A research team led by
Moira Brown, right, based out of Lubec, Maine, has counted more than 140 whales
in the bay since it beaan looking on An. 1, including 11 mother-calf pairs.
Number of right
whales up in Bay of Fundy Oceans Last decade has seen a turnaround, with
about 22 calves born each year: researcher
JOHN CHILIBECK AND CHRIS
On the odd day
when the curtain of fog has lifted on the Bay of Fundy over the last two
months, whale researchers have been thrilled with what they've seen.
The North Atlantic right whale has had a comeback after a
dismal showing last season.
"Last year was terrible - we
counted only 55 whales the whole season;' said veteran researcher Moira Brown
late last week. "And when we were out last Sunday and Monday, the weather was
good for two days, which is a miracle this year, and we saw more than 55 whales
in those two days."
All told, her research team based out
of Lubec, Maine, have counted more than 140 whales in the bay since they began
looking on Aug. 1, including 11 mothercalf pairs.
a great number. To be able to count that many individuals in a two-month whale
season and know that the mothers are still alive and the calves have made it,
all the way from Florida to the Bay of Fundy, that's a good field season for
It's by no means a record in the 32 years scientists
have been counting the whales, which swim up every season from their southern
calving grounds, but it is part of a positive trend. A little over a decade
ago, Brown was depressed to report that the right whale population was
decreasing by 2.5 per cent a year, with females giving birth to only 11 calves
on average between December and March off of Florida.
last decade has seen a turnaround, with an average of 22 calves born each year.
This year wasn't far off the mark with 21 calves born - only one has died so
far that researchers know of and they don't expect to see or count every one of
them in the bay this season. The population of the rarest of all large whale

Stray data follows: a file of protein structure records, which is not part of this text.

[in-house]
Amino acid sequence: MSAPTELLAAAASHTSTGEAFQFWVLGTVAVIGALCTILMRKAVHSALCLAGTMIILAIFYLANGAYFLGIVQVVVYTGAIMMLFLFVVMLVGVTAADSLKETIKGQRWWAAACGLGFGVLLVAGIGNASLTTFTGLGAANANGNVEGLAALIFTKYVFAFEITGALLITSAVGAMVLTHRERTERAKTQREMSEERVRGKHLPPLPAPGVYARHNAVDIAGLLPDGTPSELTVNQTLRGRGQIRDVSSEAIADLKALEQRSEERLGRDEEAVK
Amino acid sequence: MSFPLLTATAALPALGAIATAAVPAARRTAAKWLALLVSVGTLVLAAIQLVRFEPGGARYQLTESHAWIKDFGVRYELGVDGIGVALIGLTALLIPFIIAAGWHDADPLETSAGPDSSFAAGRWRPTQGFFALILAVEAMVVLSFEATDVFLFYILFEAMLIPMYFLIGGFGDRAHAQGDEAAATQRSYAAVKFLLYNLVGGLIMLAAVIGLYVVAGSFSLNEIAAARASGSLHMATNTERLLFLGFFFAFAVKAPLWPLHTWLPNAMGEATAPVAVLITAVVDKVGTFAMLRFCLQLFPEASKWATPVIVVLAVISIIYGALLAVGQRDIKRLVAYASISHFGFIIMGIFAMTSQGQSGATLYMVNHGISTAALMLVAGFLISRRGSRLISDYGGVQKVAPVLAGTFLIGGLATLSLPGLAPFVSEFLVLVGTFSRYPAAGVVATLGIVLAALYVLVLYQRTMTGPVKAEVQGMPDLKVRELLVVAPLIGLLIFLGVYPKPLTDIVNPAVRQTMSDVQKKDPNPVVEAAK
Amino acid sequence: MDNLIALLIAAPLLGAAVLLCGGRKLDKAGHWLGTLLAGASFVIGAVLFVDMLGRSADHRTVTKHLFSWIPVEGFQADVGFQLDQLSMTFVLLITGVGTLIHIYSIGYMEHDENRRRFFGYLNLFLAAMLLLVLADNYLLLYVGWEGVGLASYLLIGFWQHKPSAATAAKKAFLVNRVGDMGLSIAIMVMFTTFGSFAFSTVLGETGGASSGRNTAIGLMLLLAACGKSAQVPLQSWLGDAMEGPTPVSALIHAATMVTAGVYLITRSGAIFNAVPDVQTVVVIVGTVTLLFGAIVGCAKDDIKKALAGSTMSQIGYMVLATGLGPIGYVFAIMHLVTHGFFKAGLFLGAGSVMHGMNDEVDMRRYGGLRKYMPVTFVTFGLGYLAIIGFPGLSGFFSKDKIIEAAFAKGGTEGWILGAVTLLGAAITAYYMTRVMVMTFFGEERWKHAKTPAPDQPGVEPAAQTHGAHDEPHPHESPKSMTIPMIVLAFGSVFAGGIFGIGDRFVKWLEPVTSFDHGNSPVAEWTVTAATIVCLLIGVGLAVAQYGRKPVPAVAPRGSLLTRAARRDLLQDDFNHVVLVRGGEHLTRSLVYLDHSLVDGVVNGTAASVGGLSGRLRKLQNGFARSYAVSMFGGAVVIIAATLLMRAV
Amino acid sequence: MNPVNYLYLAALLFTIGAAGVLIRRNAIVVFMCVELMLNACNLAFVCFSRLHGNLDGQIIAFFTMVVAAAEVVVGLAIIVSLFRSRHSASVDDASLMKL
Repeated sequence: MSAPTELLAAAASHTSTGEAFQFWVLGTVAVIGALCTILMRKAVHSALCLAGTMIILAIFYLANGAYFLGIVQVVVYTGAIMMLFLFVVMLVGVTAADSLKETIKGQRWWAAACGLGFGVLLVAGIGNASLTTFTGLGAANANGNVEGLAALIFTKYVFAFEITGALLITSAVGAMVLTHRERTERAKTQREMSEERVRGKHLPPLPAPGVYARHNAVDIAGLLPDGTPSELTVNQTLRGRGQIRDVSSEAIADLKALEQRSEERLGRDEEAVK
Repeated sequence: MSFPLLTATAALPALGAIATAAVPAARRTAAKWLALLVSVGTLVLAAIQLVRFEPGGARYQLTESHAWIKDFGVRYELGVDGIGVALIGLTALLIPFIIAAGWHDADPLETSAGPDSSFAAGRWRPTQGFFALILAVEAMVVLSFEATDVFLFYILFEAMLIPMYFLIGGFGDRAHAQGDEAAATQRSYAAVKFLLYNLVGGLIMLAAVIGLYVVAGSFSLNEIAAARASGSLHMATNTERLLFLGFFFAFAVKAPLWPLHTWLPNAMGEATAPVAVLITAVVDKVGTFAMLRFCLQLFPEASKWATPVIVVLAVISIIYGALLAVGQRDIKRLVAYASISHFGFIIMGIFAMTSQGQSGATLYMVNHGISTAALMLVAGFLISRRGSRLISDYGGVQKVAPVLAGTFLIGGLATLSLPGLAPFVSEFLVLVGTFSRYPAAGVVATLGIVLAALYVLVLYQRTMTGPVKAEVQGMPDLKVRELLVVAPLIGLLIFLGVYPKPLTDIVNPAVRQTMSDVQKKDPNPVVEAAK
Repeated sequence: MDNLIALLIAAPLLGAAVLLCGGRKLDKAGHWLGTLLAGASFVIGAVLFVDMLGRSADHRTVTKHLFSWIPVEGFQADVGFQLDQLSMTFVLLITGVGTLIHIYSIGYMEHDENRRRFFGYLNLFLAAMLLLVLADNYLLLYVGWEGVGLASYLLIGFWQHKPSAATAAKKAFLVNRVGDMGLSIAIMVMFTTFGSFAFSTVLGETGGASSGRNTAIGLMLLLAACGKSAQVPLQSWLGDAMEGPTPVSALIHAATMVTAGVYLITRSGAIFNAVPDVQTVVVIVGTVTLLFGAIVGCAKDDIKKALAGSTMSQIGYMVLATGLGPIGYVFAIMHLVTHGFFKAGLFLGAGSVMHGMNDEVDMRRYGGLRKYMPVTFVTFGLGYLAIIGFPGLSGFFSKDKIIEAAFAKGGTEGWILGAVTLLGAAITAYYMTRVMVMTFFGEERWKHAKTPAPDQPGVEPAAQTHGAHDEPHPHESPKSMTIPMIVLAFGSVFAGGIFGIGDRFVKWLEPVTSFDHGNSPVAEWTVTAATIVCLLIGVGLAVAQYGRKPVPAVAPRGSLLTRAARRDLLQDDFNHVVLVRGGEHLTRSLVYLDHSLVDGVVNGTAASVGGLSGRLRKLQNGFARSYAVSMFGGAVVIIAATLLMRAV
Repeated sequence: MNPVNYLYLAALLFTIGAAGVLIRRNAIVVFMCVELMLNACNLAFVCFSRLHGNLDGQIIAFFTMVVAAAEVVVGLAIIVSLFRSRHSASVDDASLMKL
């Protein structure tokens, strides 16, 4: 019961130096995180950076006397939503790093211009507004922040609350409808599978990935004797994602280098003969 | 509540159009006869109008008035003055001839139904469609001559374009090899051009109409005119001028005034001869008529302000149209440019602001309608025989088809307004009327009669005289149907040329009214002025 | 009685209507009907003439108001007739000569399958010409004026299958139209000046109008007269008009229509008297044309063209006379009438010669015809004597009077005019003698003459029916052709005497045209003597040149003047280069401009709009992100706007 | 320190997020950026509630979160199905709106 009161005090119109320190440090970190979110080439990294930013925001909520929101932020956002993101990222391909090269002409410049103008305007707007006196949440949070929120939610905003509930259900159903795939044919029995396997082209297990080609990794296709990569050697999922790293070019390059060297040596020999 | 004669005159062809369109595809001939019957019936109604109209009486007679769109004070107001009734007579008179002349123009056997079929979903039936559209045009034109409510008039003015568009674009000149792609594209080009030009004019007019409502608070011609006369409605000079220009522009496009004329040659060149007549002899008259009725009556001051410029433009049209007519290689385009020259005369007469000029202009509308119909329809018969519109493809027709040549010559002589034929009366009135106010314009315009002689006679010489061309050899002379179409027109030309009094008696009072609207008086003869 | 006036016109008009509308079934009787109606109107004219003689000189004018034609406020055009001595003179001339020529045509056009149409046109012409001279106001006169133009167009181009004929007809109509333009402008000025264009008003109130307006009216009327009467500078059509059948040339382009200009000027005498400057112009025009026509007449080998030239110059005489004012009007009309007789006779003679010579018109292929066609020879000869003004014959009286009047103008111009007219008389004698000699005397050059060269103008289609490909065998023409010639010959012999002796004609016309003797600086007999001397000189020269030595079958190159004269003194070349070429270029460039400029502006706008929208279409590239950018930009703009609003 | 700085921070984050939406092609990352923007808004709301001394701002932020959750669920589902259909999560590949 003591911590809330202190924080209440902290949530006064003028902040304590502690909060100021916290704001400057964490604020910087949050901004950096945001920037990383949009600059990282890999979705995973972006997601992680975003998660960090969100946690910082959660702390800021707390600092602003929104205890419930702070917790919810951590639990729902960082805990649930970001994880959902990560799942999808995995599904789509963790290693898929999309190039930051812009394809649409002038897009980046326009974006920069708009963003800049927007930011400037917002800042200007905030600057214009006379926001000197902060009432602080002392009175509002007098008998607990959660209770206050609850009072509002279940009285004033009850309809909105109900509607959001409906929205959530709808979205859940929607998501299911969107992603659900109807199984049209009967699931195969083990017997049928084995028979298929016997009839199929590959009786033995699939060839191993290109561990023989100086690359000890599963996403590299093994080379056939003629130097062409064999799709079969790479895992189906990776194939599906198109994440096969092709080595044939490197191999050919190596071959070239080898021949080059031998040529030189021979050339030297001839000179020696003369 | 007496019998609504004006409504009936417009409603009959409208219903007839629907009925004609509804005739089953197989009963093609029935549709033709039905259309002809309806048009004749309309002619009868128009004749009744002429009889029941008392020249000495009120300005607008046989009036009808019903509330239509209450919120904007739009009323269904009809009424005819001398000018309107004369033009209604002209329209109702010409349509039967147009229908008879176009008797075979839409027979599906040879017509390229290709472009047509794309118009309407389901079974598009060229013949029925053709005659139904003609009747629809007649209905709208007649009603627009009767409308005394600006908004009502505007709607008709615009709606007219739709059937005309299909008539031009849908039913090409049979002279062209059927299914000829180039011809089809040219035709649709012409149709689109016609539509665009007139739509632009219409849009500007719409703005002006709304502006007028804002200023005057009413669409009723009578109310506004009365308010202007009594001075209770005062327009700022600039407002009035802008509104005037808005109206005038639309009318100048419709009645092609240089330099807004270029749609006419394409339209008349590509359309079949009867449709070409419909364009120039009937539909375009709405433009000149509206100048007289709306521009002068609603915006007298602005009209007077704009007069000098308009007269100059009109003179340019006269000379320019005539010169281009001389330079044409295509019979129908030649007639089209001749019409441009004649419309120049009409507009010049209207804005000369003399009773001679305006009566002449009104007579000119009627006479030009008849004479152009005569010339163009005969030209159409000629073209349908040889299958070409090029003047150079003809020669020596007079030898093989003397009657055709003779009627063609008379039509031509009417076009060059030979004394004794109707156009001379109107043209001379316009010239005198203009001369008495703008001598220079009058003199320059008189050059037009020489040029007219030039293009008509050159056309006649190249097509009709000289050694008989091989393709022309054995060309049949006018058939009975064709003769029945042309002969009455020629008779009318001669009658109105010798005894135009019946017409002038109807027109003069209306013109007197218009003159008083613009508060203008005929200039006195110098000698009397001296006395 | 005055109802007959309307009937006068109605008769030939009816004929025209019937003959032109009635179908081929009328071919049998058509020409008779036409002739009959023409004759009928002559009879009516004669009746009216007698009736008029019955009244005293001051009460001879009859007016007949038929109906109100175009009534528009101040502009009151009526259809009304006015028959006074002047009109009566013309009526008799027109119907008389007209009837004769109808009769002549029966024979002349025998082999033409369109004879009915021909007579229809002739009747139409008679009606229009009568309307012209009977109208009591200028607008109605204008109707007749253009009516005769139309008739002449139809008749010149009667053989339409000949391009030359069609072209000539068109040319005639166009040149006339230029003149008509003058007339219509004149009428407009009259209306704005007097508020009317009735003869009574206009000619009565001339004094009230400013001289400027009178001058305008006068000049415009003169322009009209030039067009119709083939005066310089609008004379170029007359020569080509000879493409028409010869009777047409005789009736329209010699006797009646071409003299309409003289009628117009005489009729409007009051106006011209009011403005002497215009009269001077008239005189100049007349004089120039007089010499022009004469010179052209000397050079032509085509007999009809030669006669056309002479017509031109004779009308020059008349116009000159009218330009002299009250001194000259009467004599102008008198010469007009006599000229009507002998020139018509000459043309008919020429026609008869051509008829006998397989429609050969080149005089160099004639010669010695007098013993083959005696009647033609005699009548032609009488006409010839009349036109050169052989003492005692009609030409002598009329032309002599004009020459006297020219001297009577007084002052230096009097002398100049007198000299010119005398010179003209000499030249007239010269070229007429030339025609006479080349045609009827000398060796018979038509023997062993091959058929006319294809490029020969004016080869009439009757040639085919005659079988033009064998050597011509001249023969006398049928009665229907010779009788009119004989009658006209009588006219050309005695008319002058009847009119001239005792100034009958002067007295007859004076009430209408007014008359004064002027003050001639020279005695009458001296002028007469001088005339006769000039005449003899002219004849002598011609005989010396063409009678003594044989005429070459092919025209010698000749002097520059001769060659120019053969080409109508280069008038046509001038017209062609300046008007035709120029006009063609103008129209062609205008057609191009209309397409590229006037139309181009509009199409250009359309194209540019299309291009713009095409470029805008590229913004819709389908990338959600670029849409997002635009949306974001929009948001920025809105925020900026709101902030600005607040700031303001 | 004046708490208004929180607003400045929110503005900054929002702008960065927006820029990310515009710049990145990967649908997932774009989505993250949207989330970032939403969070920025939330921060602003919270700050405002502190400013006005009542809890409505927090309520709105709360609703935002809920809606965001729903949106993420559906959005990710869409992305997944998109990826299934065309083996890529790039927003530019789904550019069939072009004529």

species is now on the rebound, going up by two per cent a year.
Considering that right whales were nearly driven to
extinction at the dawn of the 20th century - they were a favourite target
because they were slow and so full of blubber that they floated to the surface
after they were harpooned - scientists such as Brown are fairly optimistic.
From only perhaps a dozen a century ago, the animals are now believed to number
between 400 and 500.
The whales have more protection from
ship strikes than they've ever had. In 2003, Brown and her colleagues at the
New England Aquarium in Boston successfully convinced the International
Maritime Organization to change shipping lanes, the first time they were ever
amended to avoid an endangered marine species.
thanks to funding partners such as Irving Oil and the Island Foundation in
Marion, Mass., research and education efforts are having an impact.
However, the whales are still getting tangled in fishing
gear. About threequarters of the whales show evidence of scarring, which isn't
always a problem, but can be deadly if the ropes entangle a fin or mouth. When
infections take hold, the creatures can have difficulty swimming or eating.
"We've seen some whales this year with some pretty severe
scarring with encounters with fishing gear, and again, that happens throughout
their range. And it's such a difficult problem. We've been trying to deal with
this problem since 1996, and that's a fairly long time now, and there's no
silver bullet answer. And so we continue to struggle with that
" Brown said last year's anomaly of fewer whales
spotted could be explained by oceanographers. In 2010, fresher water came from
the Arctic on the Labrador current and warmer water came in from the Gulf
stream. The mix in the Gulf of Maine disrupted the normal plankton
distribution, and the whales sought their favourite food elsewhere.
If the whales keep procreating at the current rate, Brown
said the population could double in 35-odd years.
don't think we'll see 1,000 right whales while I'm alive, but the next
generation should, if we keep going this way," she said. "I wouldn't have been
able to say that five years ago. So the population is inching up and as long as
the whales do their part and keep having babies, and the conservation efforts
work and in the next few years we figure out how to stop entanglements in
fishing gear, humans are doing a pretty good job to change the outcome for an